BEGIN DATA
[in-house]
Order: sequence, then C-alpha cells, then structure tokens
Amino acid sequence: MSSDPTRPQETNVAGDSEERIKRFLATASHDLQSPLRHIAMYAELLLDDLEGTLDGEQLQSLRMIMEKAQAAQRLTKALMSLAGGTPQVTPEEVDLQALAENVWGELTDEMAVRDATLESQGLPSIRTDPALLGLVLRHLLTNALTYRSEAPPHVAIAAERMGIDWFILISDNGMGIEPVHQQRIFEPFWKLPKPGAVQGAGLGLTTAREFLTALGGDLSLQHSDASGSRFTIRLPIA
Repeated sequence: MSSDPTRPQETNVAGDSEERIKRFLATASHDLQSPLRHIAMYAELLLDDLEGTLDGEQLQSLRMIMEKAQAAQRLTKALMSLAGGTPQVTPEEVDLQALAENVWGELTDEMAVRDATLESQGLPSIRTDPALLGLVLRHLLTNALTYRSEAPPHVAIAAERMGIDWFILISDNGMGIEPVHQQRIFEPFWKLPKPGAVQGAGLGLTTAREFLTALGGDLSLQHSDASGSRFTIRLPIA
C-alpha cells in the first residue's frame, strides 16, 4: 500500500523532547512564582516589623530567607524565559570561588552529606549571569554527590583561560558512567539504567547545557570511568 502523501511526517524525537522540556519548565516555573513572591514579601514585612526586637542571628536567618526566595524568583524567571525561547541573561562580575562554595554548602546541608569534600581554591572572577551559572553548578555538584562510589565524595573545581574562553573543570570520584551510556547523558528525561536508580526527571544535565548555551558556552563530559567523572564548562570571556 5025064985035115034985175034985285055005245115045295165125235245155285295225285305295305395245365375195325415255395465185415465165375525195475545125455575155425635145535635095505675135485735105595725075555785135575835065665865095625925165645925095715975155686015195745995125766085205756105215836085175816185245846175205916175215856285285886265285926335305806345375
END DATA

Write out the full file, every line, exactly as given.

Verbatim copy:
[in-house]
Order: sequence, then C-alpha cells, then structure tokens
Amino acid sequence: MSSDPTRPQETNVAGDSEERIKRFLATASHDLQSPLRHIAMYAELLLDDLEGTLDGEQLQSLRMIMEKAQAAQRLTKALMSLAGGTPQVTPEEVDLQALAENVWGELTDEMAVRDATLESQGLPSIRTDPALLGLVLRHLLTNALTYRSEAPPHVAIAAERMGIDWFILISDNGMGIEPVHQQRIFEPFWKLPKPGAVQGAGLGLTTAREFLTALGGDLSLQHSDASGSRFTIRLPIA
Repeated sequence: MSSDPTRPQETNVAGDSEERIKRFLATASHDLQSPLRHIAMYAELLLDDLEGTLDGEQLQSLRMIMEKAQAAQRLTKALMSLAGGTPQVTPEEVDLQALAENVWGELTDEMAVRDATLESQGLPSIRTDPALLGLVLRHLLTNALTYRSEAPPHVAIAAERMGIDWFILISDNGMGIEPVHQQRIFEPFWKLPKPGAVQGAGLGLTTAREFLTALGGDLSLQHSDASGSRFTIRLPIA
C-alpha cells in the first residue's frame, strides 16, 4: 500500500523532547512564582516589623530567607524565559570561588552529606549571569554527590583561560558512567539504567547545557570511568 502523501511526517524525537522540556519548565516555573513572591514579601514585612526586637542571628536567618526566595524568583524567571525561547541573561562580575562554595554548602546541608569534600581554591572572577551559572553548578555538584562510589565524595573545581574562553573543570570520584551510556547523558528525561536508580526527571544535565548555551558556552563530559567523572564548562570571556 5025064985035115034985175034985285055005245115045295165125235245155285295225285305295305395245365375195325415255395465185415465165375525195475545125455575155425635145535635095505675135485735105595725075555785135575835065665865095625925165645925095715975155686015195745995125766085205756105215836085175816185245846175205916175215856285285886265285926335305806345375